February 8th (Tue), 2022. 7pm – 9pm (JST)
Annick Cossic (Université de Bretagne Occidentale, Brest, France)
Emrys Jones (King’s College London, UK)
“Discussing The Representation and Reinvention of Sociable Spaces in the Long Eighteenth Century (Paris: Le Manuscrit, 2021)”
Rémy Duthille (Université Bordeaux Montaigne, France)
Hiroki Ueno (Keio University, Japan)
On 8th February 2022, the East Asian Intellectual History Network (EAIHN) hosted a talk by Annick Cossic (Université de Bretagne Occidentale, Brest, France) and Emrys Jones (King’s College London), who presented the recently published book La Représentation et la reinvention des espaces de sociabilité au cours du long XVIIIe siècle (“The Representation and Reinvention of Sociable Spaces in the Long Eighteenth Century (Paris: Le Manuscrit, 2021)”).
After opening remarks by the chair, Prof. Cossic, then Dr Jones presented the collection of essays and discussed its main features and results. Their talk was followed by a discussant’s comments and questions, the presenters’ response to them, and a lively discussion among the conference participants. The abstract of the paper is as follows:
Prof. Cossic presented the book series Transversales, which has run to 7 volumes to date, with an eighth volume in preparation. It stemmed from a regional research programme on eighteenth-century sociability, which progressively opened up to scholars from many European countries (including Germany, Poland and Italy) and obtained EU funding. The peer-review process, the multidisciplinary aspect embedded in all volumes, and the increasing breadth of the international network of specialists, all ensure the highest level of expertise. Prof. Cossic also presented the “Sociable Spaces conference” which took place in Brest in 2019, which stemmed from this EU-funded programme on sociability and yielded scientific results that were partly published in La Représentation et la reinvention des espaces de sociabilité.
The book relies on notions of dynamic space and fixed place, a dialectic found in French theorists De Certeau and Deleuze (but questioned by some papers in the book). On that theoretical basis, the book examines the sociable identities constructed by, and performed in, sociable spaces such as theatres, public houses, coffeehouses, private houses, etc., meshing individual and collective dimensions. The eighteenth century, especially in Britain, was a period of reinvention of sociability, an aesthetic of novelty and the ideal of an open society pervading the influential cultural programme of Addison, Steele and other commentators. The book also discusses the ways in which new forms of sociability addressed class and gender, asking to what extent they opened up emancipatory vistas or reproduced and reinvented disciplinary structures.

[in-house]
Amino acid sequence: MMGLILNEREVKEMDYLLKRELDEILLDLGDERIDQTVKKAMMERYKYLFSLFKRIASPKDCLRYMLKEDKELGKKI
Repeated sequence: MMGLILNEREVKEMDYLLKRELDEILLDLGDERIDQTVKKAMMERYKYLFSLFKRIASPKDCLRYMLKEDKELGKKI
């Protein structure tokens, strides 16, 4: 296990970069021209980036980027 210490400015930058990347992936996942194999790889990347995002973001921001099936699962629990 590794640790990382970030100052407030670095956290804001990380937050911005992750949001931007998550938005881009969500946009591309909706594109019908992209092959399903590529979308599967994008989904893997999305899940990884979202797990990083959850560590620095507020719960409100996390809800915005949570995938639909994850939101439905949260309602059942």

Dr Emrys Jones proceeded to summarize the general findings, reviewing each chapter in turn. He warned in his introduction that there is no single, unified thesis to the book, and that sociable spaces were shot through with irony and contradictions. This was a way of announcing the variety of matters and treatments that render the book difficult to summarize but exciting. The different chapters comprise, among other topics, analyses of theatricality and performativity at the court in Versailles, in private (but in fact semi-public) theatres in England, and in the ritual of the levée, a much criticized but favourite practice in eighteenth-century London. A section on leisure practices insists on the re-creation of sociable places, and their negotiation by various social groups. Masonic sociability and homosocial spaces in Brighton raise issues of gender, while transactional forms of sociability at home gave some agency to élite women performing strategies to assert their identity. Other discussions bear on walking and spa sociability, which involved new practices born of the expansion of leisure time in urban centres. The third part of the book examined “transgressive sociable places: models and counter-models”, in particular utopia as a space for the elaboration of counter-models of gender and class relations.
The presentation was extremely well prepared (underpinned by lively, efficient PowerPoint presentations) and the discussion energetic. Questions and remarks pertained, among other topics, to the possibility of real (non-utopian) spaces of counter-sociability, the Rousseauvian critique of alienating sociability, and aspects of perceptions of national models, including remarks on Adam Smith and sociability in Southern France.
Reported by Rémy Duthille (Université Bordeaux Montaigne, France)